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R.I.P. Little Benny, You Are A Master

Peace. When the news of the passing of Go-Go music legend Anthony “Little Benny” Harley reached me, I had just spoken to my oldest brother about how far Go-Go has come and how much impact this form of music has had on our lives. Below, I’ll try to honor Little Benny the best I can because he was truly one of the greats of the Go-Go genre.

Growing up in the Washington Metro area, I had the distinct pleasure of watching our homegrown blend of funk, soul and R&B — Go-Go — grow from its fast-paced, jazzy beginnings to the grittier, slow-rolling grooves present today. I still enjoy Go-Go music as much as ever, but I’ll admit it has been some time since I’ve gone to an actual Go-Go concert. In Go-Go music, the most magnetic portion of its culture would be the live experience. But for those of us who were to young to travel to clubs to see the greats such as Chuck Brown, Junkyard Band, Experience Unlimited and the like, we had to listen and live vicariously through others via the P.A. tape. P.A. tapes were literally live recordings onto cassette of these concerts and typically marked by the band’s name, club/venue name and the date of the performance.

One of my friend’s older brother attended perhaps the D.C. area’s most legendary Go-Go Performance known as Go-Go Live At The Capital Center. He was raving about it for hours on end and the envy I had for him was on level ten. I was way too young to attend but there was so much chatter in school the next day about it. If you look at that video linked in this paragraph, that energy is undeniable. At the time, my fave band was the legendary Inner City Groovers aka Rare Essence. Led by the “lead talker” (or MC) Jas. Funk, Rare Essence had the best routines in the game. Little Benny was a member of this vaunted group of musicians and friends and he too had a rare vocal quality the belied his small stature.

I was working at a local fast food joint in 1988 when I first met Little Benny. By this time, he had gone on to form his own band Little Benny & The Masters.  He had the hit Cat In The Hat and he couldn’t have known how much I loved that song so I remember shyly telling him (forgive me, ya’ll, I was 15) how big a fan I was. He just said, in his gruff voice, “Keep Your Head Up, Big Bruvah!” and he gave me an autograph on a piece of receipt paper. My cousins were deep into the Go-Go scene (and also the local drug culture) and I’d started to get immersed myself. It was nothing to run into Jas. Funk at my friend’s house in Carriage Hill Apartments (in Hillcrest Heights, MD) or to see Sugar Bear around town in his car pointing to people — these men enjoyed their local celebrity as they should have.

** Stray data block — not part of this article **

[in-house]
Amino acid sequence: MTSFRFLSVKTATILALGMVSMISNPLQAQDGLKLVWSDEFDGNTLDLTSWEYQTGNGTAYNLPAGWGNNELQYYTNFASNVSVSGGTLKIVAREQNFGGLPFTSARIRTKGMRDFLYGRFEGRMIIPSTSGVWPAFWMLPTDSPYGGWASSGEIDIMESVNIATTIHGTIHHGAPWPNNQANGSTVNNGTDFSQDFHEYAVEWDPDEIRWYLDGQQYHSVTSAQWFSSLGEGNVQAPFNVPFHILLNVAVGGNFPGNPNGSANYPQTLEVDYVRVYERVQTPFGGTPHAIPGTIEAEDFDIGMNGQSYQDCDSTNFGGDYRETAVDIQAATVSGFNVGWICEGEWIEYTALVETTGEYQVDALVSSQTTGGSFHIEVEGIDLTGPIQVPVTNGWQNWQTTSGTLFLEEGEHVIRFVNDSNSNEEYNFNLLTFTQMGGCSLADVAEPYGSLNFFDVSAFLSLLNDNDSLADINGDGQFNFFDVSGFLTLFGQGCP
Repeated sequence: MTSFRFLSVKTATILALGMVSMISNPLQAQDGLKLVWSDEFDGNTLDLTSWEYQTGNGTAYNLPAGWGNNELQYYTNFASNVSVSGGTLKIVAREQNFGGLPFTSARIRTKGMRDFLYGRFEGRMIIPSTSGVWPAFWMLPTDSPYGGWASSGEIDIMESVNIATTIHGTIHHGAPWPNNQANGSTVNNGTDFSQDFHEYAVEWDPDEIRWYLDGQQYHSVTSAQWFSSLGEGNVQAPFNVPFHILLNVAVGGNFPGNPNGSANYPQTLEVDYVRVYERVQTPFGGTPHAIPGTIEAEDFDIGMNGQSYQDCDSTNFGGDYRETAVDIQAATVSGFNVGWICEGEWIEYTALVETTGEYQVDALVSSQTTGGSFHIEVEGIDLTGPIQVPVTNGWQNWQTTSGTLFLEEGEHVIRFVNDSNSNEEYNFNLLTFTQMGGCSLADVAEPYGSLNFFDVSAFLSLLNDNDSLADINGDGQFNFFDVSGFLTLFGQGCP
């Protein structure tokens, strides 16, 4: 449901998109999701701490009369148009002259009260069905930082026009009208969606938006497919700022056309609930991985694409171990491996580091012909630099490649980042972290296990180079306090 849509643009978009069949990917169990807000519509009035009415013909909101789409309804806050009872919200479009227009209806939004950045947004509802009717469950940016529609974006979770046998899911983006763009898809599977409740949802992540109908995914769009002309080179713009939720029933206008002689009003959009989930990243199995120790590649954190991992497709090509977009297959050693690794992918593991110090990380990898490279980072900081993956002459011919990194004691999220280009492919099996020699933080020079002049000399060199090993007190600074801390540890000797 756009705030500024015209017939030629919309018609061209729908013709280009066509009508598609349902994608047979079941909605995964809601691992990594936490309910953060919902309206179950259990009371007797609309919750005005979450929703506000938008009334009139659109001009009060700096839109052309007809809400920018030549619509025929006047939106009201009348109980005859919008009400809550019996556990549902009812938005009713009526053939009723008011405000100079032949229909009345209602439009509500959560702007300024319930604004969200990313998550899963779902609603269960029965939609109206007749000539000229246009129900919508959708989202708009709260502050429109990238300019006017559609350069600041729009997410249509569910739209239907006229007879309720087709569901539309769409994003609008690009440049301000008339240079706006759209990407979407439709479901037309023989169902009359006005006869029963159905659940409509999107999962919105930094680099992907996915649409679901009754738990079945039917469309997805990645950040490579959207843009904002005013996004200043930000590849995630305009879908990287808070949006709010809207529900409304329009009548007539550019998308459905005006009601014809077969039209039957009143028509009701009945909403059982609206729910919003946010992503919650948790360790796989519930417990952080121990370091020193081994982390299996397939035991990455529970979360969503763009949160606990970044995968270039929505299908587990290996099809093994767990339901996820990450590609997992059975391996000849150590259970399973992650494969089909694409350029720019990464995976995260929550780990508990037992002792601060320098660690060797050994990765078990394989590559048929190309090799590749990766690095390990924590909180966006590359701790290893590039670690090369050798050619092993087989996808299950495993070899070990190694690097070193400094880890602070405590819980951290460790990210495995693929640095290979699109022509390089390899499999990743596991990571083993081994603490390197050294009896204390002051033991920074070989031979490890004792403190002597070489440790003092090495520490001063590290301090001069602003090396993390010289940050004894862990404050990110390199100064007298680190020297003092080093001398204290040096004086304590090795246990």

Little Benny’s lead talker style was slightly different from Funk’s, as he had more of an emphasis on actual lyrics and rapping where Funk heavily relied on the call and response/cover song style that was typically done in the 80s and 90s. A lot of bands also did covers of hit rap and R&B songs to get them over at shows. I believe every band had a go-to routine but none of them could match Rare Essence, Little Benny and The Masters and even Chuck Brown at their heights. There was even some manner of copy-cat routines happening for a spell but eventually, the bands all hit their respective strides without (too much) conflict.

Little Benny and The Masters disbanded due to personal conflict (noted in the article linked in the paragraph before). It was then he formed the explosive Proper Utensils band (which featured former members of Rare Essence). While many pledged allegiance to bands such as Junkyard Band or Rare Essence (JYB had edged out RE to become my fave band), many people placed Proper Utensils at the top due to sheer workmanship, performance and the energy they showcased. Having attended a few Proper Utensils shows, I can clearly state I haven’t left a nightclub drenched in that much sweat since.  Check out this famous routine from the band and I dare you to try and stay still.

As the Post article at the top of this entry stated, Little Benny had been working with The Godfather of Go-Go Chuck Brown. He actually performed the night before his passing and it is with regret I say this. I had become so wrapped up in what the blogs are doing as far as new releases and focusing so much on other genres of music that I have allowed the homegrown music of my youth to slip through my fingers. I’m beyond disappointed that I won’t get to hear Little Benny’s trumpet or big soulful voice again. It almost embarrasses me to say that I have at times put this music on the back-burner in favor of more varied fare. In my defense, today’s Go-Go scene is a little rougher around the edges than I like. That isn’t to say good bands don’t exist but the 80s and almost all of the 90s spoiled me and many other Go-Go fans in ways I can’t express in this space.

This is indeed tough to write and I have so many memories of my brief chats with Little Benny. I remember he came into Iverson Mall often to “check out the honies” and he would come into the Kemp Mill Records store where I worked as a teen. We’d hold court about basketball, video games and who was the best congo player in the city (he and I agreed it was and always will be Go-Go Mickey). I remember his big, throaty laugh and how hard his handshakes were to be such a small guy. I’m going to honor Little Benny today and onward by playing as much of his music as I possibly can.

Little Benny…rest in divine peace. You are truly a master.


2 Responses

  1. Awesome tribute post. I last saw Lil’ Benny perform at the Ben’s Chili Bowl 50th Anniversary show. He was truly a great performer and will live forever as a true DC music legend.

  2. This is really good and an awesome tribute post to Lil Benny!

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